Watch out, citizens of Nevada. Just as it had threatened, Google has finally obtained a license for its driverless car.
The Nevada DMV approved the nation’s first autonomous license, after its officials rode along with the self-driving Toyota Prius and discovered that it drove better on the Las Vegas Strip than your average hung-over, sleep-deprived Midwestern tourist. Nevada DMV director Bruce Breslow even went as far to proclaim it “the car of the future.”
Google’s Toyota Prius is outfitted with video cameras, radar sensors, lasers, and information collected from manually driven cars and legions of Street View WiFi networks to navigate turns and prevent it from gaining sentience. Driverless cars developed by the company have successfully navigated the Pacific Coast Highway, the Las Vegas Strip and the crowded Golden Gate Bridge, with no (major) incidents.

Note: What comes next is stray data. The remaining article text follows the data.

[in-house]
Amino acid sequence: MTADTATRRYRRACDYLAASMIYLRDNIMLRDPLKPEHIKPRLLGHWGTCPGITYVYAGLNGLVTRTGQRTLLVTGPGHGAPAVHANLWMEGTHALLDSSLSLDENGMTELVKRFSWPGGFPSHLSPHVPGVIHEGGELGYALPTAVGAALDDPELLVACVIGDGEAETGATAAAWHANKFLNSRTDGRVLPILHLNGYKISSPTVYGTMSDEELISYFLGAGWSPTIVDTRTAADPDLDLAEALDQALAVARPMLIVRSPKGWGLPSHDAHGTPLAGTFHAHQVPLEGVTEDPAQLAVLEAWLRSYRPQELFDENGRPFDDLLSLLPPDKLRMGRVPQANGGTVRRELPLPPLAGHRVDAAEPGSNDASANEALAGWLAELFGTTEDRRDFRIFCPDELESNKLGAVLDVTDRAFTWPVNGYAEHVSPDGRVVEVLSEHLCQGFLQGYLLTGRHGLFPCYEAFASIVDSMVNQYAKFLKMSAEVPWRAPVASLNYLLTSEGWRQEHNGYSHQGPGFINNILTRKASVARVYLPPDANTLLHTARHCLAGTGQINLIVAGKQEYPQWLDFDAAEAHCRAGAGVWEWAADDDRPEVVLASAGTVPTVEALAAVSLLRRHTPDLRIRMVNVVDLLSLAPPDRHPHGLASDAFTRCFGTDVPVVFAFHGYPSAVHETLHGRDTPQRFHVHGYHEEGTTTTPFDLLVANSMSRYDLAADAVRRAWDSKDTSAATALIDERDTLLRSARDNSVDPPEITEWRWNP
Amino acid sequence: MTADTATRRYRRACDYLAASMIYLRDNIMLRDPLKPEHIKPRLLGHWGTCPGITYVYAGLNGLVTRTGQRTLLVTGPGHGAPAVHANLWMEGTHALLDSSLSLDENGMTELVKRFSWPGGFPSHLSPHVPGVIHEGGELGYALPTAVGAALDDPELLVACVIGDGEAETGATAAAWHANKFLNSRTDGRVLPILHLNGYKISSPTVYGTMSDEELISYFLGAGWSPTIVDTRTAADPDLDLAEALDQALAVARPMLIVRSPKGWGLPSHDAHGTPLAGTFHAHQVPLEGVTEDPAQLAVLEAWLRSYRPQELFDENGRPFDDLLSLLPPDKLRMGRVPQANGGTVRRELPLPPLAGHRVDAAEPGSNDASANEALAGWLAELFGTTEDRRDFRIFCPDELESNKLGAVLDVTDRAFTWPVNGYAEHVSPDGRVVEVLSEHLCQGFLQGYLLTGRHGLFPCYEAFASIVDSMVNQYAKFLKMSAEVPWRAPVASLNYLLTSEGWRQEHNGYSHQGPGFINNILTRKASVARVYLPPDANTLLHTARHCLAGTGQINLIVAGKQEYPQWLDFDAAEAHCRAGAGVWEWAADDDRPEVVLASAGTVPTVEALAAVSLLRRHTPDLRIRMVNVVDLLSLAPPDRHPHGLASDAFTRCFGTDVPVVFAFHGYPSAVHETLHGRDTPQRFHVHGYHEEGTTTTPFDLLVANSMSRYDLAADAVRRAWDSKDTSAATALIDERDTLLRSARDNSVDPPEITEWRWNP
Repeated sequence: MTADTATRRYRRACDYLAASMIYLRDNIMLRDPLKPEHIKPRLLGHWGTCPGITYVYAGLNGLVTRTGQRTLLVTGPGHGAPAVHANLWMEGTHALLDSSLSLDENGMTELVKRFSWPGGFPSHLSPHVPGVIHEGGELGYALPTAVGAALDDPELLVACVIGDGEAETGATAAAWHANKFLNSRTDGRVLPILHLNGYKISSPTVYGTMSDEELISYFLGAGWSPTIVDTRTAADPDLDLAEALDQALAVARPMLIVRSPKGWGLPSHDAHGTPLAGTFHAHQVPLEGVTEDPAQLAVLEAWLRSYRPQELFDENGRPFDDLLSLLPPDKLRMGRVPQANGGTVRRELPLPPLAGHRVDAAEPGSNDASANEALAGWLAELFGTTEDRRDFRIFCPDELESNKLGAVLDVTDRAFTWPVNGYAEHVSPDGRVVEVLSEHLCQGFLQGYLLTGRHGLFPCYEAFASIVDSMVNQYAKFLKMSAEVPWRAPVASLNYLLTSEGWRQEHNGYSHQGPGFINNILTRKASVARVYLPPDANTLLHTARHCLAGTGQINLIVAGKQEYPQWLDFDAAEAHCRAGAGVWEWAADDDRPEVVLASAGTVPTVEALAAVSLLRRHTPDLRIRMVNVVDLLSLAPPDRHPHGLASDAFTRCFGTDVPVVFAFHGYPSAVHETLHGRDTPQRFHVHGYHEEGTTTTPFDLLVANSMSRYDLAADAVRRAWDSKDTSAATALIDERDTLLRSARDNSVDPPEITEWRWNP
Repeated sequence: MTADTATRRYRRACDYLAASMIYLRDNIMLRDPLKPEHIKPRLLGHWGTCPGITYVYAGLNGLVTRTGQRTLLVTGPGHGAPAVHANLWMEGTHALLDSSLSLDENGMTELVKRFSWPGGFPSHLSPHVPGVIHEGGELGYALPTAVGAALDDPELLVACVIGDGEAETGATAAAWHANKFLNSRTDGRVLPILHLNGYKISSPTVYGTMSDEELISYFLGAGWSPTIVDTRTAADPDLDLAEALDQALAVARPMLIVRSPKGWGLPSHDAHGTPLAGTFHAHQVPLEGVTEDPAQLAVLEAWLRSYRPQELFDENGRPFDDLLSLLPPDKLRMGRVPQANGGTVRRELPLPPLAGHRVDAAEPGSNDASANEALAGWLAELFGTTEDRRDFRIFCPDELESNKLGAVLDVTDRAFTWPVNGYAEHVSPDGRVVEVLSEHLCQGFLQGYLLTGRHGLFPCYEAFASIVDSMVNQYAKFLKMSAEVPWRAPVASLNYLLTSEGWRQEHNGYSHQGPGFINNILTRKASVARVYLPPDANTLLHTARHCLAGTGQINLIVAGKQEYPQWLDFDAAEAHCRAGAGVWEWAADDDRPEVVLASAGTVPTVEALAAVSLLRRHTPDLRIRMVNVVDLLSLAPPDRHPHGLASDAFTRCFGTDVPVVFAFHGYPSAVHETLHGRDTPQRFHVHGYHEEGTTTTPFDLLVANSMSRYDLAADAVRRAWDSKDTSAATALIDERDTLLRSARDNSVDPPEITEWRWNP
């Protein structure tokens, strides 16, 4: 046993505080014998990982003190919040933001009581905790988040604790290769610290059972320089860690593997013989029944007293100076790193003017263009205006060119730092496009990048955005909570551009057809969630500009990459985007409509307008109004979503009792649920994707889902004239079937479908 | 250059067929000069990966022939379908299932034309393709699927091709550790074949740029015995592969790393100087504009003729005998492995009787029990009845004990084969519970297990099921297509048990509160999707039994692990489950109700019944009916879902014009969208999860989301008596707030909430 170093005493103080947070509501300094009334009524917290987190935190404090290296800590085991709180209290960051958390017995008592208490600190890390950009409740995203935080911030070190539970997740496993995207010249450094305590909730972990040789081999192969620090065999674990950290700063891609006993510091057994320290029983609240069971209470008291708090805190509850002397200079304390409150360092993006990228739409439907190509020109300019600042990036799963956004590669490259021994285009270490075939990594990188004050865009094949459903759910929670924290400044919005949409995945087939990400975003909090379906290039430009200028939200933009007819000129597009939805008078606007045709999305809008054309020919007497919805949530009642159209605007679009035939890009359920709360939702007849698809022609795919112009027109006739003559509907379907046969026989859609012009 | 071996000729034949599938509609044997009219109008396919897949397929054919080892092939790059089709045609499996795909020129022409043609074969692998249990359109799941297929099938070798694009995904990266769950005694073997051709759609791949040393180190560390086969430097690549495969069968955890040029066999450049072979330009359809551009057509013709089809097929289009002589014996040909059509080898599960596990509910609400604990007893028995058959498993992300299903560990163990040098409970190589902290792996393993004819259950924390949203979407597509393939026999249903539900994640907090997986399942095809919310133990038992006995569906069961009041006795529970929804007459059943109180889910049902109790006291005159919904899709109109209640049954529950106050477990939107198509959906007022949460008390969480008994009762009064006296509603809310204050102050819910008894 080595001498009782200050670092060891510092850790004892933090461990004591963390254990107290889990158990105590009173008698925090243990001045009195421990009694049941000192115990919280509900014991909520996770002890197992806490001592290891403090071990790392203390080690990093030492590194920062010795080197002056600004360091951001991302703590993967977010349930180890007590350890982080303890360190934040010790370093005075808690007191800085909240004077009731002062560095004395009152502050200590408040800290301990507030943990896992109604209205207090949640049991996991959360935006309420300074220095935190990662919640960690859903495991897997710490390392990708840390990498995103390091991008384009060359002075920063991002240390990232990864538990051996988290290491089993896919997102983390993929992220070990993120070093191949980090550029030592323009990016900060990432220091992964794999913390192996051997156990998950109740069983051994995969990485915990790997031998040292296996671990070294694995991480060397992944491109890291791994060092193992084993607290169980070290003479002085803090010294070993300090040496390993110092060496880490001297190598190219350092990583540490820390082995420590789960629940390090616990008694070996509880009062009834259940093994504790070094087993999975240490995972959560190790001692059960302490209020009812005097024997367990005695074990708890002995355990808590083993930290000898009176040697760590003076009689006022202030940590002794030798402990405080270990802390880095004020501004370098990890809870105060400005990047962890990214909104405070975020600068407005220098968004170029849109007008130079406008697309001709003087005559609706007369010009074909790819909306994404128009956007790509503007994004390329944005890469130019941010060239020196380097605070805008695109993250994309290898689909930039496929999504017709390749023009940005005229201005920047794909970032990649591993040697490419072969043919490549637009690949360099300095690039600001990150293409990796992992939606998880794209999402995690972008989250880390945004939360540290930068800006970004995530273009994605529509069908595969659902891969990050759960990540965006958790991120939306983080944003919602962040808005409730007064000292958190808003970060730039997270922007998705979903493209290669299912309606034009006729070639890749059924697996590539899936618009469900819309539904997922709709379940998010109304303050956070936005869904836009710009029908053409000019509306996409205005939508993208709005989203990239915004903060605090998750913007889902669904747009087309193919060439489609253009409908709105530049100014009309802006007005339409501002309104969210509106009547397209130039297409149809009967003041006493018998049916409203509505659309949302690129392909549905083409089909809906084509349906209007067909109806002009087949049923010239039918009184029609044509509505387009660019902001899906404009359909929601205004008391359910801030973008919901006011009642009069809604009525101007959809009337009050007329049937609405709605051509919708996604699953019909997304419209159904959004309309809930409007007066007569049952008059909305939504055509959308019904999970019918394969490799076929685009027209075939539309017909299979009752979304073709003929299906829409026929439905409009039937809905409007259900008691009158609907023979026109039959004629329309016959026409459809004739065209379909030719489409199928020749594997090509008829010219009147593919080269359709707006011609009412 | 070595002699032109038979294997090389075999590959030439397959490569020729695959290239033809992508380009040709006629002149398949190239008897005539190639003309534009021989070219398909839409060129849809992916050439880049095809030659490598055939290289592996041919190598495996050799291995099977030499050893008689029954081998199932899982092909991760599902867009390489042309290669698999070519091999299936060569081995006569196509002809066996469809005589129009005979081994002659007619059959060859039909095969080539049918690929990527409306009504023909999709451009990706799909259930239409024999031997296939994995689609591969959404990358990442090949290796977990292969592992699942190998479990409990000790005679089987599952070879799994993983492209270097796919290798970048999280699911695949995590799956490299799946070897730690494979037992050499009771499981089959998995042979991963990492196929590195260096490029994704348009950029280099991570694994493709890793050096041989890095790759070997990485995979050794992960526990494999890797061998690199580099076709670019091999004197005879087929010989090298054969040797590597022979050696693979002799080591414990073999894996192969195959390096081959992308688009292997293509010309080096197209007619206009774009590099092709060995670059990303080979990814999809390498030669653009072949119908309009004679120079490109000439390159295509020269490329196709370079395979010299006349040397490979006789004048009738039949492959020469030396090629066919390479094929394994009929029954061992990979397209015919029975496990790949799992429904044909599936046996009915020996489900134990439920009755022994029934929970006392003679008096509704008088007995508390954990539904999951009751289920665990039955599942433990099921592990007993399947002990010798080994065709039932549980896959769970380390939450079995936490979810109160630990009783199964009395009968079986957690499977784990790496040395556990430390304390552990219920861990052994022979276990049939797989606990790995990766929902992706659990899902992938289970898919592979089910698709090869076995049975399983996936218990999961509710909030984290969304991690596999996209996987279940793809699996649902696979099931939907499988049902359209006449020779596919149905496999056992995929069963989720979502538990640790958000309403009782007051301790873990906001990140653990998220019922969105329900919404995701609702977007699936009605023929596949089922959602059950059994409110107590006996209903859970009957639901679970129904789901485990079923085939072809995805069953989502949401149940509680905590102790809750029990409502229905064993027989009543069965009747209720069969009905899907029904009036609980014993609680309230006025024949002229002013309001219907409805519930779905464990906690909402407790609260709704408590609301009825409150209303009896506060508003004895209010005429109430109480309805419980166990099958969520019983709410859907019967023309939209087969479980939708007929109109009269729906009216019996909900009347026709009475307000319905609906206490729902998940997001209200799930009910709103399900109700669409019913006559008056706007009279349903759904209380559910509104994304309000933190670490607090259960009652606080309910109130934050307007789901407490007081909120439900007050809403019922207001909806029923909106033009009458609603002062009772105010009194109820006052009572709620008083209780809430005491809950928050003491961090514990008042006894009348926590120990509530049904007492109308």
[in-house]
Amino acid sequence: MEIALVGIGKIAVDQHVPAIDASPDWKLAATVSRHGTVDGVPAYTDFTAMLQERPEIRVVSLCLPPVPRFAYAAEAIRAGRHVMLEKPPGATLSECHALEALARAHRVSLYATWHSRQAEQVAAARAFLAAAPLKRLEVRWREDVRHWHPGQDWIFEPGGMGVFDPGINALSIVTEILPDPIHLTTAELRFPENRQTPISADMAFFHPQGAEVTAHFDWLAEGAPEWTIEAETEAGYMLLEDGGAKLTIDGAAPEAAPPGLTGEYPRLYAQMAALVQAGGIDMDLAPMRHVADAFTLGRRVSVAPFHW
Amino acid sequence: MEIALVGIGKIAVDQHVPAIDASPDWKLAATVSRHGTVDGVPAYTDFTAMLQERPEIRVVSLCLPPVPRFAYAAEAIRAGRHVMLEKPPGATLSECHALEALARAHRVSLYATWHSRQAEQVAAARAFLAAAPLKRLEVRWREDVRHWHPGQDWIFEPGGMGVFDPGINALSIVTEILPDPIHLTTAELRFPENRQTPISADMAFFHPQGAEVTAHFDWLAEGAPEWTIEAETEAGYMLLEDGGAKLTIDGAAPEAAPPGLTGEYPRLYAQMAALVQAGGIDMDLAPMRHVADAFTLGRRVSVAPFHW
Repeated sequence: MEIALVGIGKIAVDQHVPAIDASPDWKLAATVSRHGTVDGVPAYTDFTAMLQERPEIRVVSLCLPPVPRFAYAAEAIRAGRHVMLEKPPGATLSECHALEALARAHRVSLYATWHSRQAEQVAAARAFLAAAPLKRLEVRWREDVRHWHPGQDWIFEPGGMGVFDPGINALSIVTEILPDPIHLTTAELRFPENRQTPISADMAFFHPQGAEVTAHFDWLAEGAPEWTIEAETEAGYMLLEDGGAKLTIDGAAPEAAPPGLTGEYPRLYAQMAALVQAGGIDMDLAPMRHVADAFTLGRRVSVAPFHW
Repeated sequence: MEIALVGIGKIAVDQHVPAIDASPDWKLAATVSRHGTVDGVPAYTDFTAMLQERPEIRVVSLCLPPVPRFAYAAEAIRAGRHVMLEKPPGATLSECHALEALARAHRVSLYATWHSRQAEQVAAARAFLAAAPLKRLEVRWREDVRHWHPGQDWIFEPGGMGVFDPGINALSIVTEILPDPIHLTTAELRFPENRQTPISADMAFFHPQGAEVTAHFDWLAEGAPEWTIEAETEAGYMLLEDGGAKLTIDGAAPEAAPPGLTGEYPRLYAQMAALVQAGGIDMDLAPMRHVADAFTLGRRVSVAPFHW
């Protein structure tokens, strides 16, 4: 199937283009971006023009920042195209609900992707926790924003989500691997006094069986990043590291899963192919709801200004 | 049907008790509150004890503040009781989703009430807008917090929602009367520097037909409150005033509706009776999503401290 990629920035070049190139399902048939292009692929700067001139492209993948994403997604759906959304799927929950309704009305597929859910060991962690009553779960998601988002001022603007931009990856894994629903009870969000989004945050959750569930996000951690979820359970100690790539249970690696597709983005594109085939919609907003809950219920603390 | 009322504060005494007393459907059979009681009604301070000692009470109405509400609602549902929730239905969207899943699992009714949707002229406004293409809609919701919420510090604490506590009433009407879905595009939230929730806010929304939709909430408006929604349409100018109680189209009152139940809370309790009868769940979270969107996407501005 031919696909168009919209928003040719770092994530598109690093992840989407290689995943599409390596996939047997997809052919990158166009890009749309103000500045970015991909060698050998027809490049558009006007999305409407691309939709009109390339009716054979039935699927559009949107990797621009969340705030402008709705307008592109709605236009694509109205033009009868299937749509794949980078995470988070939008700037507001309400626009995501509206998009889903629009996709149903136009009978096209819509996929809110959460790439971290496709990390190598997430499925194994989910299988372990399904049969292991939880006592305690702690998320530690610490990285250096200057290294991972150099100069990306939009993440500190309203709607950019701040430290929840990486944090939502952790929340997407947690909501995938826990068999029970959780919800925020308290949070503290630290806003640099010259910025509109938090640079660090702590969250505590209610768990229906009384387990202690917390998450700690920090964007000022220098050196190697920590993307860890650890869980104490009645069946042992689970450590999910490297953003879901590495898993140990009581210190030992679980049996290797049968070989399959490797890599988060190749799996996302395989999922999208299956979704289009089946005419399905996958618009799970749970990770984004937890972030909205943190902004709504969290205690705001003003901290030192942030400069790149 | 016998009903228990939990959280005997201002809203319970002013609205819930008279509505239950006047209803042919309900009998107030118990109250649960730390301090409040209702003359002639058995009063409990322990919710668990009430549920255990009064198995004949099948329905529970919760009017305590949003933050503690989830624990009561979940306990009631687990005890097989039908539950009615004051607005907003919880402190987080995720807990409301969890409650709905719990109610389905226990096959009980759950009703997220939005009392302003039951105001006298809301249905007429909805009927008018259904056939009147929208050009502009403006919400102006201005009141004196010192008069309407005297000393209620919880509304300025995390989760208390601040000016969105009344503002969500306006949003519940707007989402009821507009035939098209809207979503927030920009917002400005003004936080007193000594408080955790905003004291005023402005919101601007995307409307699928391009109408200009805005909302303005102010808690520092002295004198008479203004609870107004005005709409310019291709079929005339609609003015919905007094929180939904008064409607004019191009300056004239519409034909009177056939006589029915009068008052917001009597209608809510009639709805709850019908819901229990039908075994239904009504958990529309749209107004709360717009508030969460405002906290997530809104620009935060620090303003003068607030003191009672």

And if you need anyone to tell you why a driverless car is a boon, you may not have lived it up in Vegas. Or Los Angeles, for that matter—California is also seeking to regulate autonomous cars for future licensing, and Nevada will license future driverless cars that are privately owned.
“Through the use of computers, sensors and other systems,” said California state Senator Alex Padilla, “an autonomous vehicle is capable of analyzing the driving environment more quickly and operating the vehicle more safely.”
I believe I can speak for any commuter, barfly, or the lazy when I say—I, for one, welcome our autonomous overlords.